Which side of the sphere are you on?

I’m curious if part of the fomenting unease with journalism (and photojournalism in particular) is the other, emerging edge of the social media sword: People have begun to understand themselves as brands. They might not use the word “publisher,” but, more and more, people are conducting the publicity and publication of their own lives. Personhood is something to conceptualize for an audience—and monetize if you’re good at it! When that perceived power is taken away and used by an external actor (a newspaper, let’s say), I could definitely see some backlash to what one might call an appropriation of someone else’s story. This is especially likely in sensitive political situations like a protest at a university building; the reaction could be quite incendiary. Safe spaces are not being acknowledged, I guess. Journalists are left to figure out how to do their job in this fraught digital-communications environment. Being a part of the student press probably makes this way more complicated to deal with, as the Northwestern reporters and photographers have pointed out in this latest dust-up.

Of course you’re seeing professional journalists around the country hemming and hawing over this. But it’s a great opportunity to look at the more nuanced angles of how we understand ourselves as individuals interacting in a society saturated with the internet.

I’m not optimistic about it.

When I’m in public as a 21st-century individual, going about my day and participating in things, I can publicize my life on Instagram or I can keep it quiet. Journalists make the same decision, choosing editorially to engage with this story or that story or to interview this person or that person. Journalists must discern the narrative of the public from those participating in the public. Now, in a just world, they’re considering the ethics of their work and navigating the public sphere with a clear eye for what sort of information is truly in the interest of the people.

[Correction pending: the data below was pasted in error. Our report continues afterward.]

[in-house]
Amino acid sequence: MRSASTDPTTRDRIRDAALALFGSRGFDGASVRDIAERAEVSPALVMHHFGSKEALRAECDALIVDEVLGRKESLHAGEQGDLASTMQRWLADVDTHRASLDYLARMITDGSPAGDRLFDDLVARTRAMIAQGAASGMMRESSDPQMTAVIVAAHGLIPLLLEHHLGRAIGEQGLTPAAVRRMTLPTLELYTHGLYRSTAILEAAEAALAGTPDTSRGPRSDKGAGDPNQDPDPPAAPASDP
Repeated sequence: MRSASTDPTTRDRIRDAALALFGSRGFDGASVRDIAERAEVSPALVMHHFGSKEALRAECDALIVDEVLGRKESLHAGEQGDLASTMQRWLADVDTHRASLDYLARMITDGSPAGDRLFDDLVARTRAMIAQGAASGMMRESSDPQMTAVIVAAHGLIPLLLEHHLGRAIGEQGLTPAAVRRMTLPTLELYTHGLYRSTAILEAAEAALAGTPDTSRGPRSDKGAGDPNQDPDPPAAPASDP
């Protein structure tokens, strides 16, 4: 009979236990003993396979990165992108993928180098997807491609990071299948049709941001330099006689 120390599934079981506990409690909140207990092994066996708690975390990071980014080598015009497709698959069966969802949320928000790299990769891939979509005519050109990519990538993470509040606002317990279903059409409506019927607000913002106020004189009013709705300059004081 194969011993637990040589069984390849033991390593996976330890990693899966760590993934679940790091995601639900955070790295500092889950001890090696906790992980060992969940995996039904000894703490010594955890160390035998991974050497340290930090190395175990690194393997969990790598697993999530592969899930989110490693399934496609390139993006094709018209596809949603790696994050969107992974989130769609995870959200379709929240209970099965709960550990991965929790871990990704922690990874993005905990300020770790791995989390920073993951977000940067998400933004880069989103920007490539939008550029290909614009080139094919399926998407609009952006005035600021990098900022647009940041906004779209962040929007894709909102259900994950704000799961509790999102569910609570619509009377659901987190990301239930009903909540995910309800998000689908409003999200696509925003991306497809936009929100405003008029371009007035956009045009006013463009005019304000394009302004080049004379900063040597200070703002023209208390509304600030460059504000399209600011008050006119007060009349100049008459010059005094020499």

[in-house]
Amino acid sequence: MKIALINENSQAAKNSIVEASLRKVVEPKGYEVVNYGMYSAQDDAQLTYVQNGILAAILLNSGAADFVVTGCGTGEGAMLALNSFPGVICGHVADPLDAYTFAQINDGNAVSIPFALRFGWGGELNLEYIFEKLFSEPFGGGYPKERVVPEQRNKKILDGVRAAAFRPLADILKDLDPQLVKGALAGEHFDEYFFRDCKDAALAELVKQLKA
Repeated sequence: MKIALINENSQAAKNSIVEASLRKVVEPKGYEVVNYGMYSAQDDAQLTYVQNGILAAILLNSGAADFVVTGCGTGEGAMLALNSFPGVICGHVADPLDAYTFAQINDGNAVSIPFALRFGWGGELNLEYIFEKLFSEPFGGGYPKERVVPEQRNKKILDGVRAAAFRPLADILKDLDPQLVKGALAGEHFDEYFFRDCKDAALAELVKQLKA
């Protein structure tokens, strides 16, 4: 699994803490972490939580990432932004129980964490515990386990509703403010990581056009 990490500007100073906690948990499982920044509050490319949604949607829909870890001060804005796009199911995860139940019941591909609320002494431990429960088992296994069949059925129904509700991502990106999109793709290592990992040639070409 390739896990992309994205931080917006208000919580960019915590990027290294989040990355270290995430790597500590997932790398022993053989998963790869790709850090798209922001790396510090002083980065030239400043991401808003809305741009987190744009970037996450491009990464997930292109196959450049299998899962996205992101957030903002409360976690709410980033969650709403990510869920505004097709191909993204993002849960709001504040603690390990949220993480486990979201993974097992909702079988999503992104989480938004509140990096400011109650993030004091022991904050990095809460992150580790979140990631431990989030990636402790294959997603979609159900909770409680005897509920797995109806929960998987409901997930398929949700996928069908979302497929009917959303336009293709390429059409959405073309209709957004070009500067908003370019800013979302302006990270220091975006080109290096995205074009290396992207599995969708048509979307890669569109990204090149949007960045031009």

To refrain from engaging the public? That’s not how journalism works. But so few people have even a basic understanding of how journalism works that the whole interaction often falls into frustrating nonsense. Trust in the news media begins to fray (and it’s not helped along by jackasses like the president). Loyalty among subscribers and readers rots. Leery-eyed goons talk openly about wanting to lynch reporters. Journalists are left to sort it out. You get shit like this student newspaper editorial. It’s not happening in a vacuum at Medill. The problem is everywhere.


I was fortunate enough to see Rage Against the Machine in New York City in 2007 with some of my best friends. It was one of those all-time experiences in the thralls of live music. Just total insanity in the pit. The rest of the bill included Wu-Tang, Cypress Hill and Public Enemy for god’s sake. I loved that show.

It’s good and hopeful that the band is getting back together for some more shows next year. I’m more leery these days about selling this sort of message on a stage like Coachella, but what doesn’t glow with the transactional sheen of commerce anymore? Capitalism has trammeled onward, accelerating its pace madly since the first iteration of Rage Against the Machine in the 1990s. What’s lost in the modern concert-going machinery is made up, I think, in the process of awakening that comes with bands like Rage.

What I learned from their poetry in those early days was what I brought into my career in journalism. I wrote my college entrance essay for Ohio University about Rage Against the Machine and George Carlin, twin influences of political iconoclasm and razor-sharp intellectual wit. In 2006, these were the main things I was processing in myself as I prepared for something approximating adulthood in a complicated world. I used “the voice of the voiceless” as a mantra that guided me through the student press and then into 10 years (and counting) as a professional journalist.